Only a few months has passed since Spain shipped its first ever stonefruit to the Chinese market, but now the Iberian country is also hoping to gain access for another key crop – table grapes from Murcia.
The region lies on the Mediterranean coast in the southeast of the country, and with an annual output of around 150,000 metric tons (MT) it produces the highest volumes of seedless grapes in the country
Almost the entirety of the crop is exported to the European Community – with the largest quantities sent to Germany and the U.K. – but now the industry has its eyes set on the Asian giant.
“Being the biggest seedless table grape producer, Murcia is very interested in beginning shipments to the Chinese market,” said Joaquín Gómez of the Association of Producers-Exporters of Fruits, Table Grapes and Other Agricultural Products (APOEXPA).
“We believe that we have a good product and we are relatively close. From here to Shanghai it takes 30 days to arrive by sea and we are working to be able to use the train, which would take less than 20 days.”
As for the potential opening of the Chinese market, Gomez said they were waiting for the pest risk analysis to be sent, and once that was received they could then host a visit from Chinese inspectors in July this year. If all goes well, the first exports could begin in August.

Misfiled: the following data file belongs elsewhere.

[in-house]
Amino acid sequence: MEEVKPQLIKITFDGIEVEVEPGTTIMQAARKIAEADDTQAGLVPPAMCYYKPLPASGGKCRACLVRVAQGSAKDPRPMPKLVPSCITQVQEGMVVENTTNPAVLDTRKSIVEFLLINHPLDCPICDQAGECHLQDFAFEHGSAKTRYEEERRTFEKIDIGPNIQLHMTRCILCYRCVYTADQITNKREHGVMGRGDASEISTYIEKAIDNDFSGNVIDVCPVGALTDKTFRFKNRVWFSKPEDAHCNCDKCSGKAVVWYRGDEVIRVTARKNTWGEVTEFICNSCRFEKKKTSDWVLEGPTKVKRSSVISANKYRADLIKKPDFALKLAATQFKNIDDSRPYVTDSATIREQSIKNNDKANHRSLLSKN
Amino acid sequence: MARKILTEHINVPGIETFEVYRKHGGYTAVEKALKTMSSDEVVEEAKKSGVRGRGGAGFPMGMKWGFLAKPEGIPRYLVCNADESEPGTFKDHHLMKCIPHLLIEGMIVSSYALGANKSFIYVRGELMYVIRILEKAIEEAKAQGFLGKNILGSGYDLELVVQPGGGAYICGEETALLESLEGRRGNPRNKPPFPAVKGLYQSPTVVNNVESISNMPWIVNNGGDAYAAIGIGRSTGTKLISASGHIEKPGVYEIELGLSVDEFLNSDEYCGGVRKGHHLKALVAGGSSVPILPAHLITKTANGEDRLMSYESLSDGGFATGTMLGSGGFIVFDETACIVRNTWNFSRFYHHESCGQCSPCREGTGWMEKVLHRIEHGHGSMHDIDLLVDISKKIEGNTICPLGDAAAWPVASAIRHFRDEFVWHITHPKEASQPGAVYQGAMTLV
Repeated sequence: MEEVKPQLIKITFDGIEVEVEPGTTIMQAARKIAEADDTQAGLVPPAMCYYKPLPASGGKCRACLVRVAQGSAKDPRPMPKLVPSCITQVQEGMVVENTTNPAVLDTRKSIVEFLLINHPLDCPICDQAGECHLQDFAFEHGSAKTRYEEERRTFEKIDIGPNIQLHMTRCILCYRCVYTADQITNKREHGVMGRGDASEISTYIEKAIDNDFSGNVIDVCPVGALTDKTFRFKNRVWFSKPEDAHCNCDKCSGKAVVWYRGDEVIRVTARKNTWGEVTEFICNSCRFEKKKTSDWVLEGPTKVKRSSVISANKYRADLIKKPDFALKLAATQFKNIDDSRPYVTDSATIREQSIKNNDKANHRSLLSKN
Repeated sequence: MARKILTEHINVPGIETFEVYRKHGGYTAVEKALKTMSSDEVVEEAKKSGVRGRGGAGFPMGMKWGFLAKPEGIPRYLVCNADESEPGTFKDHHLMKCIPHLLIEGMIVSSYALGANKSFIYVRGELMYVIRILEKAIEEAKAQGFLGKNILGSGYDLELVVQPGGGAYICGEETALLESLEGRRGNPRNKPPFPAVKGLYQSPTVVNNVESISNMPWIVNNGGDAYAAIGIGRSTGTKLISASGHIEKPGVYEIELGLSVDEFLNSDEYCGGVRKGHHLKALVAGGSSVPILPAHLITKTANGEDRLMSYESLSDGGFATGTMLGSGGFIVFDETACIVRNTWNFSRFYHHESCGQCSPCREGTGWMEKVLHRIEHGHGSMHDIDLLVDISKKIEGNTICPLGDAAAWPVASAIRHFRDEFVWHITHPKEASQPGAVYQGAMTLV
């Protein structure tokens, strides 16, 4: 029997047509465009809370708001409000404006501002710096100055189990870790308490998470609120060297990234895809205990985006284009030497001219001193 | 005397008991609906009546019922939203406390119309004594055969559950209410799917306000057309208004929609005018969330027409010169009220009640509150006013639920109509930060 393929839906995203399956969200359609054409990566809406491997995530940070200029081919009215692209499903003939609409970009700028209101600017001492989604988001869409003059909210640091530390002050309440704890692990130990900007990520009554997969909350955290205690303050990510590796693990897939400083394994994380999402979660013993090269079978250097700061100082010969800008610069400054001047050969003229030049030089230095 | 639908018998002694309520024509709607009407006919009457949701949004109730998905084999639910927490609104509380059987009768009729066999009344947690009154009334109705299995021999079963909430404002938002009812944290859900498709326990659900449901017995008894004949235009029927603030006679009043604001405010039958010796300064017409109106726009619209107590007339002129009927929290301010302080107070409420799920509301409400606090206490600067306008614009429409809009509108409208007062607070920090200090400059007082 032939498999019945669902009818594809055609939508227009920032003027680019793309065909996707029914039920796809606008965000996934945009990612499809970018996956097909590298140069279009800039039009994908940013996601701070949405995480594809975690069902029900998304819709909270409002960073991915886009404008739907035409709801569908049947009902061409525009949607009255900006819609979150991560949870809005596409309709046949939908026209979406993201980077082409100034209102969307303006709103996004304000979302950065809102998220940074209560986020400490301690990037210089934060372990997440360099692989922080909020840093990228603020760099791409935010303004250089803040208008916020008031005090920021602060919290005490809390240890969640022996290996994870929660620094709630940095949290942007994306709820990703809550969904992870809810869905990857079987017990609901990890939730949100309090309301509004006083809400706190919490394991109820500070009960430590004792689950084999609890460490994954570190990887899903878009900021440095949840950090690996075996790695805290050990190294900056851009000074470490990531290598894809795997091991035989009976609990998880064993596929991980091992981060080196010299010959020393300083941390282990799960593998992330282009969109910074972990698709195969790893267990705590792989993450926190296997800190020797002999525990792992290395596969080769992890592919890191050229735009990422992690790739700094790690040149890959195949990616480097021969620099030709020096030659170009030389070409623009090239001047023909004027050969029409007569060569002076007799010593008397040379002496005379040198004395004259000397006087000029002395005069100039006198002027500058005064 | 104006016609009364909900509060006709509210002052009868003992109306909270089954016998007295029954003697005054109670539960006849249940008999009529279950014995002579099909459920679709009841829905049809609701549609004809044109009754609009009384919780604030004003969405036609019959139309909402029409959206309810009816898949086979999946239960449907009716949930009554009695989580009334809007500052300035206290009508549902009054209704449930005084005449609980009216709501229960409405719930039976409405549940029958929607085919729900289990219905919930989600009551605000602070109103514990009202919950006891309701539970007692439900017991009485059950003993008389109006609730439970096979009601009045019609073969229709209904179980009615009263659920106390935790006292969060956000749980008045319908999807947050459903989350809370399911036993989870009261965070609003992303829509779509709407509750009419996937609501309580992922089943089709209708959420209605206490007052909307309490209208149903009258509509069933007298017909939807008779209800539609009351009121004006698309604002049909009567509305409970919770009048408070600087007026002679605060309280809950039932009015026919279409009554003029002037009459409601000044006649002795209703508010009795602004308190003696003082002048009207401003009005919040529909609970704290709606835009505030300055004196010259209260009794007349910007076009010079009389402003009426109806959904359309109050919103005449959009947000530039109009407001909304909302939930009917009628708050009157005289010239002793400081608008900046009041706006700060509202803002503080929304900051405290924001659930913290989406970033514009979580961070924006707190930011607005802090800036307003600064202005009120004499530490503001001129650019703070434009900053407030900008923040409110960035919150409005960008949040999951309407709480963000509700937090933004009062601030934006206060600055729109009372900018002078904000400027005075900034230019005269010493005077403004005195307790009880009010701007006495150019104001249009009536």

“China has a population of with a high purchasing power and that likes foreign products. In the summer months they are accustomed to receiving U.S. grapes, and we believe that ours are just as competitive and we want the have the chance to show this,” he said.
Murcia has been undergoing a significant varietal reconversion over recent years and currently produces almost no seeded grapes. By the year 2020 it is forecasting an annual output of 220,000-230,000MT.
“There are licensees of the varieties of all the breeders around the world, and then there are public varieties like Crimson, Superior, Autumn Royal etcetera,” Gomez said.
He emphasized that there was a Murcian breeding company called ITUM that was financed by public and private funds and has already released commercial cultivars.
“One challenge is finding varieties that are disease-resistant so that the phytosanitary treatments are minor. In this regard we have opened research lines,” he said.